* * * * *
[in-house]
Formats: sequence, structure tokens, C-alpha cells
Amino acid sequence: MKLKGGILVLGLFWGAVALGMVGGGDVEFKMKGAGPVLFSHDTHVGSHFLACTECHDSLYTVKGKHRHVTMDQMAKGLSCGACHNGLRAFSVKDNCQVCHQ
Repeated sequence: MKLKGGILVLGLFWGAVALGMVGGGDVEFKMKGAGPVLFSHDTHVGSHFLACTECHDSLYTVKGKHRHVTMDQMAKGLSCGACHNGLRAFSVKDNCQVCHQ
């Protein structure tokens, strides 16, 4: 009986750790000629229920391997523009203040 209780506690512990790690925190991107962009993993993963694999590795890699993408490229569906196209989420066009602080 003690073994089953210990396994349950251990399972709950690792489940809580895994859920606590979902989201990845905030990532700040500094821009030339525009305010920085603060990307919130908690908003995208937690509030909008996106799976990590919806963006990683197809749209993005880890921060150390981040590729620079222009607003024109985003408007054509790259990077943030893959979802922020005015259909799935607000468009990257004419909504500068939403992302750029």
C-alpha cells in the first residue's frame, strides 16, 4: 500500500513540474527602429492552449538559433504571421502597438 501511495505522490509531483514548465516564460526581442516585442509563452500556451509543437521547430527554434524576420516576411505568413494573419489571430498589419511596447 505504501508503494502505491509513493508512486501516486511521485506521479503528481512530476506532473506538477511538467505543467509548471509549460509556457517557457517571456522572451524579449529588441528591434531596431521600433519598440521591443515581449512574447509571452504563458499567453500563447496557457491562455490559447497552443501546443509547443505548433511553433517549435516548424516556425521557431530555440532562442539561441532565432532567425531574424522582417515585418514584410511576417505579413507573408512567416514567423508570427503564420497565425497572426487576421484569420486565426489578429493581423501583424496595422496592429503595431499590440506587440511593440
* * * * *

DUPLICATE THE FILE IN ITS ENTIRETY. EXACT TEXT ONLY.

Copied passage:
[in-house]
Formats: sequence, structure tokens, C-alpha cells
Amino acid sequence: MKLKGGILVLGLFWGAVALGMVGGGDVEFKMKGAGPVLFSHDTHVGSHFLACTECHDSLYTVKGKHRHVTMDQMAKGLSCGACHNGLRAFSVKDNCQVCHQ
Repeated sequence: MKLKGGILVLGLFWGAVALGMVGGGDVEFKMKGAGPVLFSHDTHVGSHFLACTECHDSLYTVKGKHRHVTMDQMAKGLSCGACHNGLRAFSVKDNCQVCHQ
């Protein structure tokens, strides 16, 4: 009986750790000629229920391997523009203040 209780506690512990790690925190991107962009993993993963694999590795890699993408490229569906196209989420066009602080 003690073994089953210990396994349950251990399972709950690792489940809580895994859920606590979902989201990845905030990532700040500094821009030339525009305010920085603060990307919130908690908003995208937690509030909008996106799976990590919806963006990683197809749209993005880890921060150390981040590729620079222009607003024109985003408007054509790259990077943030893959979802922020005015259909799935607000468009990257004419909504500068939403992302750029």
C-alpha cells in the first residue's frame, strides 16, 4: 500500500513540474527602429492552449538559433504571421502597438 501511495505522490509531483514548465516564460526581442516585442509563452500556451509543437521547430527554434524576420516576411505568413494573419489571430498589419511596447 505504501508503494502505491509513493508512486501516486511521485506521479503528481512530476506532473506538477511538467505543467509548471509549460509556457517557457517571456522572451524579449529588441528591434531596431521600433519598440521591443515581449512574447509571452504563458499567453500563447496557457491562455490559447497552443501546443509547443505548433511553433517549435516548424516556425521557431530555440532562442539561441532565432532567425531574424522582417515585418514584410511576417505579413507573408512567416514567423508570427503564420497565425497572426487576421484569420486565426489578429493581423501583424496595422496592429503595431499590440506587440511593440